Defne says that she went to Tabqa after she got divorced and things were again hard. She explains that she had to be married again, this time to a man from Kilis because she was left with no other option.
After she got divorced from that man too, Defne decided to run with her two daughters. She tells us “We started the journey from Raqqa. However, People’s Protection Units (YPG) caught us when we were crossing Euphrates river. After staying in prison for two months, we went into the camp with my children. I gave birth to my child from my Kilisian husband in Al-Hasakah”.
“Women were abused a lot”
Saying that ISIS abused women, Defne gives her testimony accounts:
“There were multiple marriages and this affected women a lot. Women are emotional creatures; they went through one shock after another. When men knew that there was a pretty woman in the maddafeh, they were divorcing their wives with false pretexts.”
“They wer not seeing but they were hearing and they were always speaking about women. I remember one; the man was comparing her wife to his neighbor’s wife. Why? Because the neighbor woman’s husband always told him about his wife. The woman who was always compared to the neighbor’s wife finally told his husband ‘Tell him, if he dies, he legate his wife to you’”.
“As far as I could see people coming and going there (referring to the ones joining ISIS), did women anything they could not do in their own country. I have seen that in the thief and in the shameless.”
“Most of them were low educated. An illiterate society was on the make and women were extremely abused. There were also women with those tendencies. But it was more frequent among men. Some men did not remember how many women they were married to. They were frequently marrying, then divorcing them with false pretexts.”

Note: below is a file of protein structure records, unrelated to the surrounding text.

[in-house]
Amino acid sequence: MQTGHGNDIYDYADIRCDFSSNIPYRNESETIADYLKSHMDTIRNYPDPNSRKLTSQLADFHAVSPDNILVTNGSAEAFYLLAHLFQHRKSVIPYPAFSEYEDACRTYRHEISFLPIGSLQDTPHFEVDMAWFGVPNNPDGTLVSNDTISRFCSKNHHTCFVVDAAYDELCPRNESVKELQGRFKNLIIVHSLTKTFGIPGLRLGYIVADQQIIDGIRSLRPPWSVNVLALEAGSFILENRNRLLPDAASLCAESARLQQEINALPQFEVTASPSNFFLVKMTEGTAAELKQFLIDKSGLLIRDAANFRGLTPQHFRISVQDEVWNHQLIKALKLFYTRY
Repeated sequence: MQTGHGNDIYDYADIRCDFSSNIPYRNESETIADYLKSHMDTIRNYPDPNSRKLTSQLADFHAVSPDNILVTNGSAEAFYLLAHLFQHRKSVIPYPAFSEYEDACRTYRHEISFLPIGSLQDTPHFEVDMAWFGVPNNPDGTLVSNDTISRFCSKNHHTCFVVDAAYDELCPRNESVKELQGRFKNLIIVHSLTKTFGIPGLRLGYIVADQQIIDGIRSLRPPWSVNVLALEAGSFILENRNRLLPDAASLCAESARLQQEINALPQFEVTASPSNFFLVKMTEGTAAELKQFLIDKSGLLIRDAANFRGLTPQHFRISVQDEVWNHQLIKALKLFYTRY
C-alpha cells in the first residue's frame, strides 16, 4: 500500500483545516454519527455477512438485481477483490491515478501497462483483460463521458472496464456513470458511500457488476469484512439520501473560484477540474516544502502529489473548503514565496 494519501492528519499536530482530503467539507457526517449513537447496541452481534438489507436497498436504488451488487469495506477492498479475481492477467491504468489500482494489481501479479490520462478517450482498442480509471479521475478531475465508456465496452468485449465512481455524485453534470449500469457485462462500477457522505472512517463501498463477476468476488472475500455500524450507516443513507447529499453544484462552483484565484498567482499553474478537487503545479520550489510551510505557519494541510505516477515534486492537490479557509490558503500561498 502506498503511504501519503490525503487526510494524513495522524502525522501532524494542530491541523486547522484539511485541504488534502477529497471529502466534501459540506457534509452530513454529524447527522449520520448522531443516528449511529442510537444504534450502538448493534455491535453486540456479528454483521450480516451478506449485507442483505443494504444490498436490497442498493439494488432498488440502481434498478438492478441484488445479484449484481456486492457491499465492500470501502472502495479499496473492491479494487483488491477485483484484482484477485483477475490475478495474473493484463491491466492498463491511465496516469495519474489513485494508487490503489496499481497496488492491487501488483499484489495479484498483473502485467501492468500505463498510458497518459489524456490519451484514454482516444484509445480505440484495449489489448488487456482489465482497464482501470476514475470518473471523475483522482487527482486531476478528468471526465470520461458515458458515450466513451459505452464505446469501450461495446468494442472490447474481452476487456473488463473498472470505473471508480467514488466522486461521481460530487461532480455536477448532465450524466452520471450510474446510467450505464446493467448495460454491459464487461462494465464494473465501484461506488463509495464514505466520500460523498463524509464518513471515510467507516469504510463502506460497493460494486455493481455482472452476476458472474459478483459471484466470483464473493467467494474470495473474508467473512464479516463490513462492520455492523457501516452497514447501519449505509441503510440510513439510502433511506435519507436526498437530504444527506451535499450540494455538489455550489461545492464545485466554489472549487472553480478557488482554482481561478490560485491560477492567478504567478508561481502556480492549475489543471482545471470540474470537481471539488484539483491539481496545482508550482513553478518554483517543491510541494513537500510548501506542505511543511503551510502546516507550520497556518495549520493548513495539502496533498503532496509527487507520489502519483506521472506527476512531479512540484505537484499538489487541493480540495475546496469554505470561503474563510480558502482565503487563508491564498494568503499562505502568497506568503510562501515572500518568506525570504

“Maddafehs were like brothels”
“Everywhere was like woman and man market. Women were advising husbands even before the morning was over. A woman was coming to say, before his husband was dead, ‘If my husband dies, I want to marry to a Russian’. Things were so out of control that even a child was telling her mother to marry to an Egyptian when his father dies. Immorality was naturalized.”
“Out of morality, one cannot express those things. Men would not stop of course. When a woman’s husband was dead, a man would definitely search her before her mourning is over, asking ‘there is a woman to marry at your place’.”
“In Maddafehs where widow women were present they were functioning as brothels. It was shameful. They would not feel the value Allah hives to the marriage and they were using it as a toy.”
“ISIS system exaggerated woman’s bowing to man so much that woman was considered as slave to man. There were no other ways offered to woman apart from limitless submission and servitude to man. Questioning this was seen like questioning a divine power.”
“Ninety percent of the women came because they followed their husbands”
“There was a huge lack of awareness in women joining ISIS. Ninety percent of the women came because they followed their husbands. Most of the women came without knowing anyway. I was one of them too. However, ten percent of the women came there deliberately, to marry to more husbands. In the camp, I witnessed a woman being joked for being married to only one man.”
“They were deceiving the muhajir women by saying ‘I marry to you for Allah’s wish’. Because ISIS was giving money to the married men to take care of their wives. Since the money was given to men, men were abusing this. They were putting the money on their pocket and then they were divorcing the women for false pretexts.”
“The men who were married to Syrian women had to give some amount of the money as bridewealth since her family was around. The muhajir women were emotionally abused, since they were thought of as not having any interest in money or in property. Although the material situation differed, the immaterial situation was not so different. All the women got kicked by men one way or the other.”
“What we lived through is hard to tell. It was as if everybody came to that system to satisfy their lust.”
Originally published in Turkish on 31 July 2019 12:43